Week 3 home learning
Focus - Formal multiplication method
Quick maths Focus 3 times table
Focus - Narrative writing - daily lessons
Spelling focus word mountains 22,23,24,25 and 26. Consolidation daily lessons
Focus Daily lesson to practice retrieval skills. Then on Friday practice inference skill
Other curriculum area
Science Light and Shadow
Read the posters below. Look closely at the picture then in a table tell me which ones are light sources and reflectors.
Other curriculum areas
Papyrus of Ani from the Bridgeman Art Library
The Ancient Egyptians used picture words to write called hieroglyphics. It is a very old form of writing that they starting using as early as 3000 B.C. Hieroglyphics was a very complicated way of writing involving 1000s of symbols. Some of the symbols represented sounds, like our letters, and other's represented entire words.
More about Hieroglyphics
Hieroglyphics was different from how we write in many ways:
- It could be written in almost any direction; left to right, right to left, or top to bottom. The reader would figure out which way to read it by the direction of the symbols.
- They didn't use any punctuation.
- One of the goals in writing hieroglyphics was that the writing would look like art and be beautiful to look at.
- A single picture symbol could stand for a whole word, called an ideogram, or a sound, called a phonogram. For example, a picture of an eye could mean the word "eye" or the letter "I".
Since writing in hieroglyphics was so complicated, it took years of education and practice to be able to do it. The people who trained to write were called scribes. They would start training at a very young age of six or seven.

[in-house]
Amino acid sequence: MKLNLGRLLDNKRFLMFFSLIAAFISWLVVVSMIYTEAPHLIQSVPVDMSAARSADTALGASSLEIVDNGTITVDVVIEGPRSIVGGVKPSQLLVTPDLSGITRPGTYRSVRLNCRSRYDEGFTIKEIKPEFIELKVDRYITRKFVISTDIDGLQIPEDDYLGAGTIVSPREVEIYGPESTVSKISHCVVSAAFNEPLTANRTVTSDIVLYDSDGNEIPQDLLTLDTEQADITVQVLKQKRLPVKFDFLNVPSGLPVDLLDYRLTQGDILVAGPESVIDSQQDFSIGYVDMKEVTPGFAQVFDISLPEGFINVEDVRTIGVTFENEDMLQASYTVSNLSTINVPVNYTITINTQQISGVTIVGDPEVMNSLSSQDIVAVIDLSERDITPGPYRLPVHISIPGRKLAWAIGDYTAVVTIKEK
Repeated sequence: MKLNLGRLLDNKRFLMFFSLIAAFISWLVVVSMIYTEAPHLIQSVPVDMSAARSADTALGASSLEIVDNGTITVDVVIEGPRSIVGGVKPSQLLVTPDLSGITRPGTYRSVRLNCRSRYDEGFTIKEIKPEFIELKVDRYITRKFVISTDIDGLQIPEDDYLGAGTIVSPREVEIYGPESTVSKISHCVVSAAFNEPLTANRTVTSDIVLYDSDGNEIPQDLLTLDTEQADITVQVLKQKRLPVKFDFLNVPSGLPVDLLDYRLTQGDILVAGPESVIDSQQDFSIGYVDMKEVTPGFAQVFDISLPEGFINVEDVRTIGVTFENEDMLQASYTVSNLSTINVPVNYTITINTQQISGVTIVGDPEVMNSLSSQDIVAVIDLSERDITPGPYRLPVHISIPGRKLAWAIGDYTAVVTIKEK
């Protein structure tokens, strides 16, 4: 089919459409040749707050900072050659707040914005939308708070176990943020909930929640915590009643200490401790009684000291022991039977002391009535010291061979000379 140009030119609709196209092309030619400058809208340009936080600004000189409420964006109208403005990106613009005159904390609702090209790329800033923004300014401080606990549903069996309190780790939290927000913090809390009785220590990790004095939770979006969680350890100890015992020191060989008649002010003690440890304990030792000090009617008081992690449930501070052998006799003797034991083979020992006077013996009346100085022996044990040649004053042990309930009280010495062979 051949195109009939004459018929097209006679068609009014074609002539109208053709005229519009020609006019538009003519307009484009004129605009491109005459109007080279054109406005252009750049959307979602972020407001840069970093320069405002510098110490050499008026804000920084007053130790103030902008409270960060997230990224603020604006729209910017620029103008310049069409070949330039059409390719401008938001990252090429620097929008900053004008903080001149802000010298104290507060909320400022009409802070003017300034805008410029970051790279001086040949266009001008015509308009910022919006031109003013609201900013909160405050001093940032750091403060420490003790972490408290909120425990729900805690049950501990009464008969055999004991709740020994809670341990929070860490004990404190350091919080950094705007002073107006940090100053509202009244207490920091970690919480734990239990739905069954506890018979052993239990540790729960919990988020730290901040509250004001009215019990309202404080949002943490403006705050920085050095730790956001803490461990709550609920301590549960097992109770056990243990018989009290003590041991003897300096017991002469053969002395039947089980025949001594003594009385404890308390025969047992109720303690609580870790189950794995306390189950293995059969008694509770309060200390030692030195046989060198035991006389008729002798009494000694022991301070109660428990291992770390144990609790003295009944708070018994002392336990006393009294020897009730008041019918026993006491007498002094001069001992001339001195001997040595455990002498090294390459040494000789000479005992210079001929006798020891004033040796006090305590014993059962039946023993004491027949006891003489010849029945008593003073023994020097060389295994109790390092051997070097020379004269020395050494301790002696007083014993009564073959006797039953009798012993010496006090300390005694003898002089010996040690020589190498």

Being a scribe was a good job in Ancient Egypt. Scribes didn't have to pay taxes or enter the army. They were very highly thought of and only the children of the wealthy got the opportunity to train as scribes.
The Ancient Egyptians often wrote on tablets or walls, but they also wrote on a type of paper called papyrus. Papyrus paper was made from a tall reed like plant called Papyrus. The Egyptians would use strips of the inner stem of the plant to make the paper. They would make two layers of strips; one horizontal and the other vertical. Then they would cover it in a linen cloth and apply pressure with a mallet or stones. The strips would bind together over time making a single flat sheet to write on.
Source: the website of the European Space Agency
In 1799 a French soldier found a special stone in the city of Rosetta. This stone had the same message written in both hieroglyphics and Greek. This was important because it helped to translate what the hieroglyphics said and could be used to help translate other hieroglyphics as well.
Fun Facts about Egyptian Hieroglyphics
- Sometimes scribes used a faster short form of hieroglyphics on papyrus called hieratic.
- When the Greeks took over Egypt, many scribes had to learn Greek as well.
- A very famous scribe was Imhotep. He became high priest of the sun god, designed the first pyramid, and was later turned into a god.
- Most of the Ancient Egyptians could not read or write.
History and Art Task
Design and make your very own Egyptian Hieroglyphics bookmark. Look at the Egyptian Hieroglyphics alphabet and some examples of bookmarks.